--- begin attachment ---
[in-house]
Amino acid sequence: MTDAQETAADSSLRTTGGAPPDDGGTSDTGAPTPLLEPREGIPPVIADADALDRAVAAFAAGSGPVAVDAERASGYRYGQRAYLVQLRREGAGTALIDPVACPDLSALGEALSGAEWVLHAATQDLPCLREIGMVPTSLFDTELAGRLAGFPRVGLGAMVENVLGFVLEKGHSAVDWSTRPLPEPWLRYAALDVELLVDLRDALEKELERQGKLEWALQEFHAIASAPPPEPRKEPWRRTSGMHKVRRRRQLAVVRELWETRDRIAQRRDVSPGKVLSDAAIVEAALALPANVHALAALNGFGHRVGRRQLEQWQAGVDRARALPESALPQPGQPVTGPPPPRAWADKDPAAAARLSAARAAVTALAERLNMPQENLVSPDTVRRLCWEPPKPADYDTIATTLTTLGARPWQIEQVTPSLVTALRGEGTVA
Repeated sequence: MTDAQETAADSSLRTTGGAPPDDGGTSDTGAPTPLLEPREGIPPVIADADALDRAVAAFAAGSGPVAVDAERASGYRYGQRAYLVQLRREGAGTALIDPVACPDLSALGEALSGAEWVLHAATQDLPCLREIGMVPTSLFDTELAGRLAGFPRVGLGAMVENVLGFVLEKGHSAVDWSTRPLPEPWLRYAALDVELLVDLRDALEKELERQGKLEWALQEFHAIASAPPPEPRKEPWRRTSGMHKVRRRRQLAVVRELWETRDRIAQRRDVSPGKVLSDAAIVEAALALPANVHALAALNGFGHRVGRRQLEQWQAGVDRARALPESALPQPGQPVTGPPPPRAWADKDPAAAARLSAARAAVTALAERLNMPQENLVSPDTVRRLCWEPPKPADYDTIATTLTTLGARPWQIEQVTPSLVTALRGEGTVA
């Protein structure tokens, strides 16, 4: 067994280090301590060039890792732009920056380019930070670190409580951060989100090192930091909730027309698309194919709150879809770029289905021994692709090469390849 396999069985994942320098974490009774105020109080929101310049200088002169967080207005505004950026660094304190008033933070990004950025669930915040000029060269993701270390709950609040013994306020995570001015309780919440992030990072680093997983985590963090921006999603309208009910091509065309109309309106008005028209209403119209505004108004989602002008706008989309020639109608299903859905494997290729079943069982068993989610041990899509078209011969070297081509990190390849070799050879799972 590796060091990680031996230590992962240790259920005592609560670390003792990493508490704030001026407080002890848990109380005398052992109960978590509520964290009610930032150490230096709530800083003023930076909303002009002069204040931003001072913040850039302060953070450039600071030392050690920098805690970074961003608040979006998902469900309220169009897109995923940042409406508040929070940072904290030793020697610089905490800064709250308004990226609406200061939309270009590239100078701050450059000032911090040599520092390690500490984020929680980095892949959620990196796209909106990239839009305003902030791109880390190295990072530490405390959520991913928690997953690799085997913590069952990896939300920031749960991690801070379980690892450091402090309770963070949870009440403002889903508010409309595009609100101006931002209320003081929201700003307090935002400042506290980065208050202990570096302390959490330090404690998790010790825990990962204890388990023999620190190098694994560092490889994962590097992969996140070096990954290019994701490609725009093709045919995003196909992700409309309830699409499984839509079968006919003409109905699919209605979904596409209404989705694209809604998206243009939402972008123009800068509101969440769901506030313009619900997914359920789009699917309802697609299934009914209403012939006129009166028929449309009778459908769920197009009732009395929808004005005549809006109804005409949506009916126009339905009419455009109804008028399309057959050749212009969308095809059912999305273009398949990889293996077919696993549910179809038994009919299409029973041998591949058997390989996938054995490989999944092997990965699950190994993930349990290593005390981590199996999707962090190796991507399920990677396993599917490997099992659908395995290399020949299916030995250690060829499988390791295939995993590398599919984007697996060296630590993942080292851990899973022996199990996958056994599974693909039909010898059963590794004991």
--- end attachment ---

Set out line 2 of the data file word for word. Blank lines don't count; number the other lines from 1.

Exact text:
Amino acid sequence: MTDAQETAADSSLRTTGGAPPDDGGTSDTGAPTPLLEPREGIPPVIADADALDRAVAAFAAGSGPVAVDAERASGYRYGQRAYLVQLRREGAGTALIDPVACPDLSALGEALSGAEWVLHAATQDLPCLREIGMVPTSLFDTELAGRLAGFPRVGLGAMVENVLGFVLEKGHSAVDWSTRPLPEPWLRYAALDVELLVDLRDALEKELERQGKLEWALQEFHAIASAPPPEPRKEPWRRTSGMHKVRRRRQLAVVRELWETRDRIAQRRDVSPGKVLSDAAIVEAALALPANVHALAALNGFGHRVGRRQLEQWQAGVDRARALPESALPQPGQPVTGPPPPRAWADKDPAAAARLSAARAAVTALAERLNMPQENLVSPDTVRRLCWEPPKPADYDTIATTLTTLGARPWQIEQVTPSLVTALRGEGTVA